Criminal Intent Mass Market Paperback – Jul 1 2003
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From Library Journal
In the latest Ben Kincaid mystery, one parish priest may be going to heaven soon; he's facing the death penalty for murder.
Copyright 2002 Reed Business Information, Inc.
Here's a series that found an audience early and has just kept rolling along, repeating its successful formula again and again. The eleventh Ben Kincaid novel (the first, Primary Justice, appeared in 1991) is pretty much like its predecessors: a solid, by-the-numbers legal drama, suspenseful enough but saddled with frequently awkward dialogue and off-the-rack characters. There's nothing particularly wrong with the Kincaid mysteries, but there's nothing particular right about them, either. They deliver the basic legal-thriller package, but without any of the style or intensity that readers have come to expect from, say, Philip Margolin or John Lescroart. This time around, Ben is defending an Episcopalian priest on a charge of homicide; the prosecution's theory is that this man of the cloth murdered an associate because she was among a group of parishioners who wanted him replaced because he permitted gay and lesbian groups to hold meetings at the church. There are witnesses, suspects, false leads, and various legal-thriller shenanigans, but it all has the feel of been-there-done-that. Still, Bernhardt clearly has found his readers, and they are a loyal bunch. Readers'-advisory librarians might like to try an experiment: for those who request this distinctly middling Ben Kincaid novel, recommend in addition Jane Haddam's thematically similar but far superior 2001 thriller, True Believers, which concerns a Catholic priest accused of murder and a parish that ministers to the gay community. David Pitt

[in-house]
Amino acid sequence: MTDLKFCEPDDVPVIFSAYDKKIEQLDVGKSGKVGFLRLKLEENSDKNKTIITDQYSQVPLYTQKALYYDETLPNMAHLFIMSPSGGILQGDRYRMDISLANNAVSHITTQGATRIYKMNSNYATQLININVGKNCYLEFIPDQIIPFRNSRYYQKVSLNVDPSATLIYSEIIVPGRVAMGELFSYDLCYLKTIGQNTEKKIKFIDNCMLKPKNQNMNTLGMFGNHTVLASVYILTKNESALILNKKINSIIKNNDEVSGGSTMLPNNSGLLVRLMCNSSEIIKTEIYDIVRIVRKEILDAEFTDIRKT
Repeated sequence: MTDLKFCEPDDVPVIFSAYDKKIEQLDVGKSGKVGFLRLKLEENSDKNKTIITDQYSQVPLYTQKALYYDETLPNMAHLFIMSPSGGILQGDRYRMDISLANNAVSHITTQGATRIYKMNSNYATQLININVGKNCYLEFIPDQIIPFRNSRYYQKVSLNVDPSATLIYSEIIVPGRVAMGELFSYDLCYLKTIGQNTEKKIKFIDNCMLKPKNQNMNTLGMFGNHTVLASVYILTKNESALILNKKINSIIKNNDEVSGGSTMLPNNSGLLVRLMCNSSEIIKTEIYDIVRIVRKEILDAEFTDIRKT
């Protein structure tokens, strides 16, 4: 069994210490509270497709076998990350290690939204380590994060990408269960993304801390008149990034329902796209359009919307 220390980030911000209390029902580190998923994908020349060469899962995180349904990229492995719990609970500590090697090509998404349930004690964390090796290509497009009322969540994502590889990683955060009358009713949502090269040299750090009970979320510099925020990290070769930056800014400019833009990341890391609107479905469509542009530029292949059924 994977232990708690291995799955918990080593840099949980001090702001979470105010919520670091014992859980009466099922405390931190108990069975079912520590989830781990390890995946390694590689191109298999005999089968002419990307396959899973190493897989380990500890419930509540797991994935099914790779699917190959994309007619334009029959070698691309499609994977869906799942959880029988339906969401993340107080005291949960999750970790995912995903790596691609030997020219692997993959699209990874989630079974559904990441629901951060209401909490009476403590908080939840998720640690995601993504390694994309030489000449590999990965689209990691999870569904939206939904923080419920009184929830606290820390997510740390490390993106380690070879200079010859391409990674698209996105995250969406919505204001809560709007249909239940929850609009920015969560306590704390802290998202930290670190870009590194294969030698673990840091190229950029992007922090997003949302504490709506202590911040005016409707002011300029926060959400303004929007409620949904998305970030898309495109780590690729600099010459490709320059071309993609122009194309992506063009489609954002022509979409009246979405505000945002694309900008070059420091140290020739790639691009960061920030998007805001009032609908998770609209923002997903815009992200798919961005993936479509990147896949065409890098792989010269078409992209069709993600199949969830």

Copyright © American Library Association. All rights reserved --This text refers to the Hardcover edition.
Top Customer Reviews
William Bernhardt created several likable and interesting series characters in addition to Ben Kincaid, and as the series has progressed, some have ben dropped and some have been added. In "Criminal Intent," Paula, one of the more recently added characters, marries Jones, but, as you might expect, their wedding is marred by murder. One of the mysteries is the lack of any fingerprints on the presumed murder weapon other than those of Father Beale, who is charged with the murder. Ben is unshakably (and correctly) certain that Father Beale did not murder anyone, but the D.A. is absolutely determined to convict him.
Ben comes up with an ingenious explanation for the lack of fingerprints, but misses an obvious possibility that I was expecting, because Bernhardt himself didn't think of it until I mentioned it in an e-mail to him. (I found the address of Bernhardt's web site on page 390 of the paperback edition.)
The observations Father Beale tells Ben about on pp. 384-5 may (one hopes) lead to developments in the next novel, "Death Row," that we fans of Ben and Christina have been hoping for for some time.
A very welcome development in the most recent Ben Kincaid novels, especially including this one, is an involvement with social issues. Bernhardt doesn't preach; he just presents a situation involving controversial ethical choices, and lets that situation speak for itself.Read more ›
Many people might think the little extracurricular activities that Father Holbrook engages in and also gets his congregation to engage in is not likely to happen. Unfortunately, during the 70's it happened probably all too often. Our church did not have a building of it's own so we borrowed other churches buildings (when they would let us). One time, my mom went into the current building we were using and came out all flustered because we were going to have a children's meeting, and said we couldn't do it. I won't name the denomination, but let's just say the took the idea of 'sensitivity sessions' too far, and my modest mother who was the head of the children's organization had to wait outside and tell everyone to head home. Needless to say, we changed buildings after that!